Where employees regularly work away from the employer’s premises and there are no special hazards or problems of isolation, no first aid materials/equipment need be provided by the employer. Where such work involves the use of dangerous tools or substances (e.g. agricultural and forestry work, electricity, gas, water and telecommunications services, transport of hazardous articles and substances etc.) the travel kit specified in column 2 of Table 1 should be provided along with any special materials/equipment or antidotes as appropriate (see paragraph 1.3 above). It is not considered necessary that all employers should supply a travel kit to employees who travel in the course of their duties unless special hazards or isolation factors apply.
Workers may be relatively isolated even when working within a particular workplace such as a factory. This isolation may be accentuated on farms, forestry, mountainous areas etc. In such circumstances a first aid travel kit (column 2 of Table 1) should be available even in the absence of other factors such as dangerous tools or special hazards and in those situations where the nearest appropriate medical facility is more than 1-hours total travelling time from the place of work.
Employees of More Than One Employer Working Together
Where employees of more than one employer are working together, and the employers concerned wish to avoid duplication of provision, they may make an agreement whereby one of them provides the necessary first aid materials/equipment and facilities (e.g. on construction sites, the contractors involved might agree that all the necessary first aid provision will be made by the contractor who has the largest number of employees on site). In the absence of such an agreement each employer will need to carry their own responsibility.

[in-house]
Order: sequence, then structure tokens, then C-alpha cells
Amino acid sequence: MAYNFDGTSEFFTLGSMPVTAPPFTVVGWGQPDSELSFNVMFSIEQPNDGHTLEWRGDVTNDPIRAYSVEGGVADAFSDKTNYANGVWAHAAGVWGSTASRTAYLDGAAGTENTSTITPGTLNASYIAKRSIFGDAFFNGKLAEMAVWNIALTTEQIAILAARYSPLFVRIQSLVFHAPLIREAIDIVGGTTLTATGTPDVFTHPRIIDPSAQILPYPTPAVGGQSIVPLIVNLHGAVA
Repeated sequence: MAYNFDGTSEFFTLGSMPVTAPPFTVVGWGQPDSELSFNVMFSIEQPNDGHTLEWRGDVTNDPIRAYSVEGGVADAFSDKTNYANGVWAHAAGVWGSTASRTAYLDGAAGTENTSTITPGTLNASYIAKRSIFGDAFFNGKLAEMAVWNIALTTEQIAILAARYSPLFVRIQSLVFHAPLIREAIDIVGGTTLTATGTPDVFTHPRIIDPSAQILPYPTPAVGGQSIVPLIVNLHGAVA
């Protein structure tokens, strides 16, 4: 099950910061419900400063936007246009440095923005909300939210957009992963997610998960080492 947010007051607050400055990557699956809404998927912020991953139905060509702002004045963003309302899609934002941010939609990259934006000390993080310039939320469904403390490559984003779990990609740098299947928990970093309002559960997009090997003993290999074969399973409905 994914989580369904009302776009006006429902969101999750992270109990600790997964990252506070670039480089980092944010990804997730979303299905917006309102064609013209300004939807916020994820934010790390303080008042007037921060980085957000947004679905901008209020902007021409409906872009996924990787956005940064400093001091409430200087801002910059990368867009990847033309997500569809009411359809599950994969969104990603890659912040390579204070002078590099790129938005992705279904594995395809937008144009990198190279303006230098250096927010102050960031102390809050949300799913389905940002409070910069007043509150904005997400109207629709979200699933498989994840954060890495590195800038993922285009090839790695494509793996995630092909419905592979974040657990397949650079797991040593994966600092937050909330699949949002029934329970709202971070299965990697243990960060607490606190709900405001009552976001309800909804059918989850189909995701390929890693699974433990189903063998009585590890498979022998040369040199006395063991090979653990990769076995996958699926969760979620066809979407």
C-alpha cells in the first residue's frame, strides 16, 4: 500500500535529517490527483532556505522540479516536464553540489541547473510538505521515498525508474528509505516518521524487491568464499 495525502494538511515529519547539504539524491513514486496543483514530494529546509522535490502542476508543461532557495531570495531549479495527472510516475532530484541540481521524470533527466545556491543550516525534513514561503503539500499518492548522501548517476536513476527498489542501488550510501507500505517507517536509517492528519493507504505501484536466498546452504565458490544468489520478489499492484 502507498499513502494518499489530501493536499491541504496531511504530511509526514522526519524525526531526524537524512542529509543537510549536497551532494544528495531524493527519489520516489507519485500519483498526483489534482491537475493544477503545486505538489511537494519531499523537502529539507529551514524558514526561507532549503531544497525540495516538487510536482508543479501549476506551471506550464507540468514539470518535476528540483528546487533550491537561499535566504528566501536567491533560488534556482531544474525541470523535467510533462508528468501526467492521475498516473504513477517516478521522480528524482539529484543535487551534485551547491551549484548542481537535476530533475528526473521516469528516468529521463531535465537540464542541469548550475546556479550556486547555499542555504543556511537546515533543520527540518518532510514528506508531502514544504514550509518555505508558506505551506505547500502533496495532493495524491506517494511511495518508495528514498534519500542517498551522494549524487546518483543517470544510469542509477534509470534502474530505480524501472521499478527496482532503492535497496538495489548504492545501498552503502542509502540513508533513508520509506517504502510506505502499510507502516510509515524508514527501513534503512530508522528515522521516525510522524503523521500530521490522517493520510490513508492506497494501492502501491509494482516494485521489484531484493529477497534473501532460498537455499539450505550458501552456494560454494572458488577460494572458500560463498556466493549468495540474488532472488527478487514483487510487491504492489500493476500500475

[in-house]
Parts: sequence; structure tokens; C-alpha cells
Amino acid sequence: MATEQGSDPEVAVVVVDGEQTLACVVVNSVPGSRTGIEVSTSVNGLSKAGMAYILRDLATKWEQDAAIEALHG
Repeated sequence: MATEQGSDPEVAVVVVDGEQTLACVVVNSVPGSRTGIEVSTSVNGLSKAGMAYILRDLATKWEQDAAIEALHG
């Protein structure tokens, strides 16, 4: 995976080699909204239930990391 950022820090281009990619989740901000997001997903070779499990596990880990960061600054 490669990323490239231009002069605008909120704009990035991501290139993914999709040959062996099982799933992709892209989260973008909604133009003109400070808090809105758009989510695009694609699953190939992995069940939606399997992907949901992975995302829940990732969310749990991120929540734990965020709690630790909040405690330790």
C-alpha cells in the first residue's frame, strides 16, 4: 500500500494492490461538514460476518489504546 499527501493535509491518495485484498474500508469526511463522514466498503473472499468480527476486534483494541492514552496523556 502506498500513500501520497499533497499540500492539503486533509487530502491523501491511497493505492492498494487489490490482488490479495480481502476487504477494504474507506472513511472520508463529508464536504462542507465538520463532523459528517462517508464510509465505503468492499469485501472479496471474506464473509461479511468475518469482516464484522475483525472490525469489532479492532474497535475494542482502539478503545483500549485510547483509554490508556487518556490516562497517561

Supervision of First Aid Materials/ Equipment and Supplies
In workplaces where there are occupational first aiders, first aid boxes and kits should be under their control. Otherwise they should be under the control of a responsible person named in the Safety Statement. The contents of the boxes and kits should be replenished as soon as possible after use in order to ensure that there is always an adequate supply of all materials. Items should not be used after the expiry date shown. It is
therefore essential that first aid m a t e r i a l s / equipment be checked frequently, to make sure that there are sufficient quantities and that all items are usable. First aid boxes should be made of suitable material designed to protect the contents from contamination by heat, damp or dust and should be clearly identified as first aid containers: the marking used should be a white cross on a green background. Sterile first aid dressings
should be packaged in such a way as to allow the user to apply the dressing to a wound without touching that part which is to come into direct contact with the wound. That part of the dressing which comes into contact with the wound should be absorbent. There should be a bandage or other fixture attached to the dressings. Dressings, including adhesive ones, should be of a design and type which is appropriate for their use.
Where an employee has received additional training in the treatment of specific hazards which require the use of special antidotes or special equipment, these may be stored near the hazard area or may be kept in the first aid box. No other items should be stored in first aid boxes or kits.
Siting of First Aid Materials/Equipment
In compact work places, where a number of employees work in close proximity, first aid materials/equipment should be sited at a point convenient to the majority of the workforce or where there is greatest risk of an injury occurring. Where work places have a large number of employees but are divided into a number of self-contained working areas, consideration should be given to setting up a main facility with supplementary materials/equipment in each of these working areas. A large plant with a small number of employees dispersed over a wide area may require provision in different parts of the workplace. Soap and water and disposable drying materials should be provided for first aid purposes. Where soap and water are not available, individually wrapped moist cleansing wipes may be used.
Automated External Defibrillators (AEDs)
The provision of automated external defibrillators (AEDs) in workplaces to assist in the prevention of sudden cardiac death should be considered. As mentioned in the Introduction, early defibrillation using an AED is one of the vital links in the “Chain of Survival”. Ideally, wherever there is an occupational first aider(s) in a workplace, provision of an AED should be considered. The training of other employees who are not occupational first aiders in the use of AEDs is also encouraged.